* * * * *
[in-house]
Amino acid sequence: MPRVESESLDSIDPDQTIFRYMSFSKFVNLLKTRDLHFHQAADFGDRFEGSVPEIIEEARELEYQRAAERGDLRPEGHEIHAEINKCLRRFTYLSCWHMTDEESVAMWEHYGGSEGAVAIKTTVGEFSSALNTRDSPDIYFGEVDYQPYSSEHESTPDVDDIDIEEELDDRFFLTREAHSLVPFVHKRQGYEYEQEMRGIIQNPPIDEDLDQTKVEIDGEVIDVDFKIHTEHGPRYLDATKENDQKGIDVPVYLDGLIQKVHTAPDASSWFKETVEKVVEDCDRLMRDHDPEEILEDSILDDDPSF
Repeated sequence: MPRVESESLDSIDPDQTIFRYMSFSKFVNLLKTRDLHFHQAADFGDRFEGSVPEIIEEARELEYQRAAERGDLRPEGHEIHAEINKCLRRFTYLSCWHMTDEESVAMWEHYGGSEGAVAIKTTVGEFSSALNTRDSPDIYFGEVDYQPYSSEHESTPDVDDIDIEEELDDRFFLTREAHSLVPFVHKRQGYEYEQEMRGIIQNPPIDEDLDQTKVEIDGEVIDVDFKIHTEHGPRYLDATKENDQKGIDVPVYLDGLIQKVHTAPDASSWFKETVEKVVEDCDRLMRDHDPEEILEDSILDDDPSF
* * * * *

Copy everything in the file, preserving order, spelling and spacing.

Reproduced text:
[in-house]
Amino acid sequence: MPRVESESLDSIDPDQTIFRYMSFSKFVNLLKTRDLHFHQAADFGDRFEGSVPEIIEEARELEYQRAAERGDLRPEGHEIHAEINKCLRRFTYLSCWHMTDEESVAMWEHYGGSEGAVAIKTTVGEFSSALNTRDSPDIYFGEVDYQPYSSEHESTPDVDDIDIEEELDDRFFLTREAHSLVPFVHKRQGYEYEQEMRGIIQNPPIDEDLDQTKVEIDGEVIDVDFKIHTEHGPRYLDATKENDQKGIDVPVYLDGLIQKVHTAPDASSWFKETVEKVVEDCDRLMRDHDPEEILEDSILDDDPSF
Repeated sequence: MPRVESESLDSIDPDQTIFRYMSFSKFVNLLKTRDLHFHQAADFGDRFEGSVPEIIEEARELEYQRAAERGDLRPEGHEIHAEINKCLRRFTYLSCWHMTDEESVAMWEHYGGSEGAVAIKTTVGEFSSALNTRDSPDIYFGEVDYQPYSSEHESTPDVDDIDIEEELDDRFFLTREAHSLVPFVHKRQGYEYEQEMRGIIQNPPIDEDLDQTKVEIDGEVIDVDFKIHTEHGPRYLDATKENDQKGIDVPVYLDGLIQKVHTAPDASSWFKETVEKVVEDCDRLMRDHDPEEILEDSILDDDPSF